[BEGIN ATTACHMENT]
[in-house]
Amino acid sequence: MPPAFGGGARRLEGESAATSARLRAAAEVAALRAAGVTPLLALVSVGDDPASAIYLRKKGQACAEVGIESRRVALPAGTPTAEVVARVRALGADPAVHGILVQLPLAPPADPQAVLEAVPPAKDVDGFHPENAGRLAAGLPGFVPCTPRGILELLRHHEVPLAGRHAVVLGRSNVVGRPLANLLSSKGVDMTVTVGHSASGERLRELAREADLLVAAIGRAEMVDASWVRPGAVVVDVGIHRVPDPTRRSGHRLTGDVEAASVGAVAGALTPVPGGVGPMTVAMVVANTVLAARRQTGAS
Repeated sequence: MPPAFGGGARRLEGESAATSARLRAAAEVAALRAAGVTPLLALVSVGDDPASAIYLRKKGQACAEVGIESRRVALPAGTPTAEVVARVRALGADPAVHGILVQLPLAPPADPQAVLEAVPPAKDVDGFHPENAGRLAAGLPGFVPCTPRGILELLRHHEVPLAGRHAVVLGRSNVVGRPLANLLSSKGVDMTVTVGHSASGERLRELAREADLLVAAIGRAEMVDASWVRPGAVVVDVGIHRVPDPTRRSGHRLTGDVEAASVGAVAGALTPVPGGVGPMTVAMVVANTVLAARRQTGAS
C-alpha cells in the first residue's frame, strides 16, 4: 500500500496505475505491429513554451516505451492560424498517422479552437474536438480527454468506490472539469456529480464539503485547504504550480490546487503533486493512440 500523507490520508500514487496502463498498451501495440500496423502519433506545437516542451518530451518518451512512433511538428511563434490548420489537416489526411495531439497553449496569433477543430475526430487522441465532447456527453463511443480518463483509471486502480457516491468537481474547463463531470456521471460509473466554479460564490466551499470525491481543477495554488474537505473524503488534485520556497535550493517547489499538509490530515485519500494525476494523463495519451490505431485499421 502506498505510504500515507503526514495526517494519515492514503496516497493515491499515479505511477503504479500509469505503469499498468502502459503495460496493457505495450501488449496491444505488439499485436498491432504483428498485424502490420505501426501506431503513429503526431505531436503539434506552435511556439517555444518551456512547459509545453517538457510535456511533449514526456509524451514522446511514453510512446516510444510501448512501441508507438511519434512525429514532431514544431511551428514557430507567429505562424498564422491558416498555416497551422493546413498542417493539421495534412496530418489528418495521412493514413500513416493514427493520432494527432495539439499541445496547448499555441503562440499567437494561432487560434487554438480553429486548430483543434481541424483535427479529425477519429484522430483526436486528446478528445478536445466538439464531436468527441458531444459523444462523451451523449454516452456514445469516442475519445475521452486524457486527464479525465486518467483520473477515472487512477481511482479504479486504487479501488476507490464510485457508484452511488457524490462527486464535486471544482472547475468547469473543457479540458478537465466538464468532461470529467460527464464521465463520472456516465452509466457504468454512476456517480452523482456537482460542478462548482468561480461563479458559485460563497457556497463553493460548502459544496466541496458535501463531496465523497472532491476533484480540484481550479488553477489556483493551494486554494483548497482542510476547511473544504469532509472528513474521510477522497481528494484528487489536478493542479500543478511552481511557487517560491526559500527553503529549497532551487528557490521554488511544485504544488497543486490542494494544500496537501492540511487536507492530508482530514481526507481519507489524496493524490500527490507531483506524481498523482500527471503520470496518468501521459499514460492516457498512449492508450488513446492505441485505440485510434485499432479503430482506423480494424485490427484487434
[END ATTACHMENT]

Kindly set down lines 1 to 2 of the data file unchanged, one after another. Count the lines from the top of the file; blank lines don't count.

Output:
[in-house]
Amino acid sequence: MPPAFGGGARRLEGESAATSARLRAAAEVAALRAAGVTPLLALVSVGDDPASAIYLRKKGQACAEVGIESRRVALPAGTPTAEVVARVRALGADPAVHGILVQLPLAPPADPQAVLEAVPPAKDVDGFHPENAGRLAAGLPGFVPCTPRGILELLRHHEVPLAGRHAVVLGRSNVVGRPLANLLSSKGVDMTVTVGHSASGERLRELAREADLLVAAIGRAEMVDASWVRPGAVVVDVGIHRVPDPTRRSGHRLTGDVEAASVGAVAGALTPVPGGVGPMTVAMVVANTVLAARRQTGAS